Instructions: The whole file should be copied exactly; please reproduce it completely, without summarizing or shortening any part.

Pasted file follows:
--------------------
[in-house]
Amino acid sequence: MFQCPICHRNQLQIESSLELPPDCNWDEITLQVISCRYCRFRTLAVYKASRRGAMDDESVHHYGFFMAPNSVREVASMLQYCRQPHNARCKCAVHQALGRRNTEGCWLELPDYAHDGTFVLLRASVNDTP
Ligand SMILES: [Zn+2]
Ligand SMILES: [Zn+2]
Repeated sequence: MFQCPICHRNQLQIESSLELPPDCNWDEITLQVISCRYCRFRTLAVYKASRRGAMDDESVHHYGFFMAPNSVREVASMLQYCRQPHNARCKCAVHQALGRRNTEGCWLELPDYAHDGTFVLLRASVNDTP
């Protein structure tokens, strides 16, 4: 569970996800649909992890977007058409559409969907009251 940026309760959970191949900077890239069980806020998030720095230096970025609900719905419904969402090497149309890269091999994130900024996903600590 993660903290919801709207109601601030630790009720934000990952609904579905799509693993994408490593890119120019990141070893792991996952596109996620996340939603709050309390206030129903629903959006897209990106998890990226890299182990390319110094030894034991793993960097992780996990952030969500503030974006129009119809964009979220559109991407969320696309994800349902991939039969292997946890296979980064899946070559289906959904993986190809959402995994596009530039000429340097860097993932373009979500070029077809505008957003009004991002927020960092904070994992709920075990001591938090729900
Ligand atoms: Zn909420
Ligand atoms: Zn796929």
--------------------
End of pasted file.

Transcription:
[in-house]
Amino acid sequence: MFQCPICHRNQLQIESSLELPPDCNWDEITLQVISCRYCRFRTLAVYKASRRGAMDDESVHHYGFFMAPNSVREVASMLQYCRQPHNARCKCAVHQALGRRNTEGCWLELPDYAHDGTFVLLRASVNDTP
Ligand SMILES: [Zn+2]
Ligand SMILES: [Zn+2]
Repeated sequence: MFQCPICHRNQLQIESSLELPPDCNWDEITLQVISCRYCRFRTLAVYKASRRGAMDDESVHHYGFFMAPNSVREVASMLQYCRQPHNARCKCAVHQALGRRNTEGCWLELPDYAHDGTFVLLRASVNDTP
């Protein structure tokens, strides 16, 4: 569970996800649909992890977007058409559409969907009251 940026309760959970191949900077890239069980806020998030720095230096970025609900719905419904969402090497149309890269091999994130900024996903600590 993660903290919801709207109601601030630790009720934000990952609904579905799509693993994408490593890119120019990141070893792991996952596109996620996340939603709050309390206030129903629903959006897209990106998890990226890299182990390319110094030894034991793993960097992780996990952030969500503030974006129009119809964009979220559109991407969320696309994800349902991939039969292997946890296979980064899946070559289906959904993986190809959402995994596009530039000429340097860097993932373009979500070029077809505008957003009004991002927020960092904070994992709920075990001591938090729900
Ligand atoms: Zn909420
Ligand atoms: Zn796929």